8 Reasons Why People Don’t Preach Christ from the Old TestamentPosted: December 21, 2009 Filed under: Christ in the Old Testament 3 Comments
(Post from David P. Murray)
Firstly, there has been a prolonged and sustained critical attack on the Old Testament by Liberal scholars. This has shaken the confidence of preachers and hearers alike in this part of the Holy Scriptures.
It is almost impossible to preach from large parts of the Old Testament without a knowledge of the historical context and geographical setting. However, while this knowledge was once widespread in many churches, most hearers now know little or nothing of biblical history, and preachers find it hard to interest their hearers in it.
In addition, the historical and geographical details mentioned above seem to distance the preacher and hearer from modern reality. The fact is that we stand approximately 6,000 years from the earliest recorded Old Testament event and over 2,000 years from the most recent. This opens up a “relevance gap” in the minds of many modern preachers and hearers. This is widened further by the fact that the New Testament makes it clear that many Old Testament practices are now terminated. So, why study them?
Dispensational theology, with its rigid division of Scripture into different eras and methods of salvation, tends to relegate the Old Testament to a minor role in the life of the Church and of the individual Christian. However, it has been surprising to me how many even in Reformed circles have a latent dispensationalism, which becomes patent in their confused and inconsistent view of Old Testament salvation – with ideas ranging from salvation by works, through salvation by faith in the sacrificial rituals, to salvation by a general faith in God plus a sincere attempt to obey His law. These legalistic views of Old Testament salvation inevitably produce less preaching from the Old Testament, and certainly less preaching of Christ and His grace from the Old Testament.
5. Bad practice
It must be admitted that one of the reasons why so many, even in Reformed and Evangelical Churches, have minimized Christ in the Old Testament is because they have seen so many bad examples of preaching Christ from the Old Testament – examples which expose the whole exercise to the just ridicule of a mocking and cynical world. However, the malpractice of some should not lead to the non-practice of others.
I concede that preaching Christ from the Old Testament is more demanding than preaching Him from the New Testament. It requires greater mental and spiritual labor to prepare and present Christ-centered Old Testament sermons in a comprehensible and engaging way – especially when we are not practiced in the art. For a busy pastor with two or three sermons to prepare each week, the well-worn paths of the New Testament seem much more inviting than Leviticus, 2 Chronicles, or Nahum!
7. Lack of models
Many sincere and devout pastors want to preach from the Old Testament, and they feel guilty about their failure to do so. However, when they look around for preaching models to follow, they find few men whose practice they can learn from. Then, in the absence of the living practice, they look for principles of interpretation that would teach them the practice, and this too is largely lacking.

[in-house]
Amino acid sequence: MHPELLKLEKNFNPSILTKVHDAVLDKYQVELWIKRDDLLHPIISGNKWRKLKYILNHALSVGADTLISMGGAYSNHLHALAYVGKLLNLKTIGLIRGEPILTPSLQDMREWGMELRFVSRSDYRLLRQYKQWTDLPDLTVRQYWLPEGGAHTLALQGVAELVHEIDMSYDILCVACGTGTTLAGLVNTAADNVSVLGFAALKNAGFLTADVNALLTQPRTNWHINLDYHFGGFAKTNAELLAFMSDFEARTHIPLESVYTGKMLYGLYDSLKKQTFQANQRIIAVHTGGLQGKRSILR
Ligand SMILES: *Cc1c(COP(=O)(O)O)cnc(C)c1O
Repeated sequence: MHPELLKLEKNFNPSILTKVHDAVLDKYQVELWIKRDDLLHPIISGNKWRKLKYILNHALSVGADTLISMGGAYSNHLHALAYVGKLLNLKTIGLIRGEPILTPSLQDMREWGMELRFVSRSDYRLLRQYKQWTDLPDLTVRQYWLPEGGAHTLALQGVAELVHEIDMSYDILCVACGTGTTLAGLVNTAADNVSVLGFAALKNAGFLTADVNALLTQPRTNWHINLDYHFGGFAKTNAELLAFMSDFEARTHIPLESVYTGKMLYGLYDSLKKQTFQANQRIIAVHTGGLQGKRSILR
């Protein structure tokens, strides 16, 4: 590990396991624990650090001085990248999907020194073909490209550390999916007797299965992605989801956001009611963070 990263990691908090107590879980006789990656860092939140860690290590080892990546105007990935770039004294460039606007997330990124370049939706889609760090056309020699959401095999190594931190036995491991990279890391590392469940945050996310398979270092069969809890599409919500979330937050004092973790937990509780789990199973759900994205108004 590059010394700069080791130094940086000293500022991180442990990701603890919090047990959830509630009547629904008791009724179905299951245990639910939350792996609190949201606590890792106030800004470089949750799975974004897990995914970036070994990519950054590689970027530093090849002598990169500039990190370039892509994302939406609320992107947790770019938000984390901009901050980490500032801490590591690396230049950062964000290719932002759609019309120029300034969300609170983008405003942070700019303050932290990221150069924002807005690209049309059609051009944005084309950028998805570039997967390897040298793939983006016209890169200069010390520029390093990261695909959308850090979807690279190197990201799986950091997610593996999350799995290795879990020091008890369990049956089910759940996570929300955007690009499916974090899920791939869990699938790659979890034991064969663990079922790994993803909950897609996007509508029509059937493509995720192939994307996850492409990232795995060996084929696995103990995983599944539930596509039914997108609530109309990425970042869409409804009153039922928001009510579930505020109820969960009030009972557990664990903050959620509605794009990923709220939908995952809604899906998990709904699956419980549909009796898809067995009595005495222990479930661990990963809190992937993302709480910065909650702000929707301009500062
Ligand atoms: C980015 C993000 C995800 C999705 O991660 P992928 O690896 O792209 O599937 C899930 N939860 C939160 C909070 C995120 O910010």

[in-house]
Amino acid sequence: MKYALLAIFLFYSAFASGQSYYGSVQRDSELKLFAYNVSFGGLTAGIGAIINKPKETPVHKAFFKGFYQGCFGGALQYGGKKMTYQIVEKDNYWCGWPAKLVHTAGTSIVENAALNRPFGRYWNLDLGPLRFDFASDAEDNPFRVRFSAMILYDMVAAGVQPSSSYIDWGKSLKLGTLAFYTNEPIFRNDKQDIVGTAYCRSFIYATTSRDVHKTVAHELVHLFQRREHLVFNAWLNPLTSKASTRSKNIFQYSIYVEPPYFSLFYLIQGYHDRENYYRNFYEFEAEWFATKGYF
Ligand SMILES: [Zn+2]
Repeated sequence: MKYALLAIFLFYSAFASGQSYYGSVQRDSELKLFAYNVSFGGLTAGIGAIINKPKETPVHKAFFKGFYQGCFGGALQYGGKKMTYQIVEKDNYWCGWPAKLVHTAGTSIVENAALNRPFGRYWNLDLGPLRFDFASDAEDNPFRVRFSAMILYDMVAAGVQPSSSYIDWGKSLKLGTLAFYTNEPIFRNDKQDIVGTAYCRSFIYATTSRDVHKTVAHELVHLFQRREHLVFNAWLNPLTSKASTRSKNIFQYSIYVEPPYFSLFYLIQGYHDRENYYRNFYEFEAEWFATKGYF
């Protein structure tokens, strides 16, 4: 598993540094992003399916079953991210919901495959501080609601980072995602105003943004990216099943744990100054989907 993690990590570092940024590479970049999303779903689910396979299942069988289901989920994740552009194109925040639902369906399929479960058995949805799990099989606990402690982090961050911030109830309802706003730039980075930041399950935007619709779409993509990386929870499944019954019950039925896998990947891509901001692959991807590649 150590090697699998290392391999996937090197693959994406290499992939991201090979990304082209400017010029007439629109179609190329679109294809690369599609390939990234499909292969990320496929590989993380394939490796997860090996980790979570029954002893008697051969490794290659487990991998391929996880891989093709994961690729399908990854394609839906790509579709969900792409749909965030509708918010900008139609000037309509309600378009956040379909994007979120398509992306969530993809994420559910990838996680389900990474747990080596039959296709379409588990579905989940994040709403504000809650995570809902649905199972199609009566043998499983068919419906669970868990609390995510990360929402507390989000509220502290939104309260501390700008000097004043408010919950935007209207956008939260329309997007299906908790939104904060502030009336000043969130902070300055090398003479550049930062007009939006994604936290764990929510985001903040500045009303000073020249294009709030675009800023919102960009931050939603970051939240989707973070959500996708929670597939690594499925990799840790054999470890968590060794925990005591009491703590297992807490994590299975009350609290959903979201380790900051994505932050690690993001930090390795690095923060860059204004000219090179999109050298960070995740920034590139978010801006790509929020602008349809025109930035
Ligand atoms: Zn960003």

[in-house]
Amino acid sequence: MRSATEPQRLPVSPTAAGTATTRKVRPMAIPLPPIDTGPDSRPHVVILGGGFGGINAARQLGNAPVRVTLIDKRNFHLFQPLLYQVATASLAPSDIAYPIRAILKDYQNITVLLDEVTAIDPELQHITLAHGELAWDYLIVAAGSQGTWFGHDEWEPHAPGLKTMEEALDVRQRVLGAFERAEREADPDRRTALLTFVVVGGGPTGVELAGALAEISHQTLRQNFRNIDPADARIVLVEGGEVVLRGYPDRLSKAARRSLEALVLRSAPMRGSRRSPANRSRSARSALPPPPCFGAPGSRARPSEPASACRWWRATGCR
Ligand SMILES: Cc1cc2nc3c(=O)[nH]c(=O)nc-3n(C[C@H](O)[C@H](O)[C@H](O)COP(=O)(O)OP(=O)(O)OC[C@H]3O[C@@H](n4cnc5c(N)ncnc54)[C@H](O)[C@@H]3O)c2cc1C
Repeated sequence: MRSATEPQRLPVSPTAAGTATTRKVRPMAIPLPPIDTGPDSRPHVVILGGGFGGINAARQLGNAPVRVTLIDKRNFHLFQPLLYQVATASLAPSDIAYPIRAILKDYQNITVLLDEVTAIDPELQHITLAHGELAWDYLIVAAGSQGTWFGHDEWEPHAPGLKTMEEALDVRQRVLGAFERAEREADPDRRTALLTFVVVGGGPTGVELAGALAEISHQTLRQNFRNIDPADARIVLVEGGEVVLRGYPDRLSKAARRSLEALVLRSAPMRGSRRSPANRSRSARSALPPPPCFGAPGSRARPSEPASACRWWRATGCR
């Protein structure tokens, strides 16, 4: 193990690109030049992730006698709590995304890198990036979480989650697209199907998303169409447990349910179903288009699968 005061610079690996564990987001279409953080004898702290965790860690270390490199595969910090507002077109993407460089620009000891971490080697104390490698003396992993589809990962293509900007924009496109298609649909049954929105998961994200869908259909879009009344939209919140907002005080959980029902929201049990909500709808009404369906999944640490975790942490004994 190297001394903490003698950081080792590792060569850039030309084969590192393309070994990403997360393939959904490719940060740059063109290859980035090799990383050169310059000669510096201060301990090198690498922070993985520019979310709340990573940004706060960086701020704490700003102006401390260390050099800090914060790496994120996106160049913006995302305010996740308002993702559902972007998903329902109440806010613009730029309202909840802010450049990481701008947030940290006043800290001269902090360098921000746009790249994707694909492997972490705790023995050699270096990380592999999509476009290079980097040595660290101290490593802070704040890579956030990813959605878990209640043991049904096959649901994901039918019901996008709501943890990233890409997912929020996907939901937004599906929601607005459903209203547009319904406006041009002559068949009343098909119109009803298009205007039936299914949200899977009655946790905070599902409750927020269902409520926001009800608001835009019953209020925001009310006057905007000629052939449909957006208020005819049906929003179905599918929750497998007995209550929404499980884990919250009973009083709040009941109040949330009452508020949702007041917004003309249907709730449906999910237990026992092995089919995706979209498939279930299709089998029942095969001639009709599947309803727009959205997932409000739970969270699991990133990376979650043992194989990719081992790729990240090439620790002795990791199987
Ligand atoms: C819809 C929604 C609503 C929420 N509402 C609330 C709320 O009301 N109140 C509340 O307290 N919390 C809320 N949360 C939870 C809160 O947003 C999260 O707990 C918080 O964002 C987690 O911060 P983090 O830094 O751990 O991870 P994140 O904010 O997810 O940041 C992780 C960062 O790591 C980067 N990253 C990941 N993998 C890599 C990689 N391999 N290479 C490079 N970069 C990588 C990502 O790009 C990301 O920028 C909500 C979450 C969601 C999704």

8. Academic credibility
Finally, there has been a tendency in academic circles, even in Reformed and Evangelical academic circles, to minimize the place of the Son of God in the Old Testament. Passage after Old Testament passage is being evacuated of Christ to the nodding approval of the scholarly community, and few are brave enough to stick their heads above the parapet and question this trend. Little surprise then that preachers turn away from the Old Testament and towards the New in order to “find Jesus” and “preach Christ crucified”.
Bro. Murray’s statement about dispensationalism is not my experience, but admittedly my experience (particularly personal experience) is limited to what some more recent theologians teach. I would imagine what he has in mind is dispensationalism of the Scofield/Chafer school, which is becoming less and less prevalent.
He is correct about some Reformed not being much different. You can find passages that seem to teach that salvation was different in the old dispensation, which is ironic given the same writer’s invective against contemporary dispensationalists for essentially doing the same thing.
Dispy’s have done a very poor job at preaching Christ in the OT on a whole, especially both classical and ultra Dispy’s. As you refer to your personal experience you may be in the Progressive camps, in which have done a better job. Although you say it is become less prevalent, it still remains and has much effect upon American Evangelical preaching today.
“You can find passages that seem to teach that salvation was different in the old dispensation” You can? and you believe this?
September 3-5, 2010 I am attending a conference in Indiana, PA. The conference is the 9th annual Christocentric conference where the teachings center around the Person of Jesus Christ as the subject matter of scripture and focal point of life. From your article here I thought you might find this time very edifying.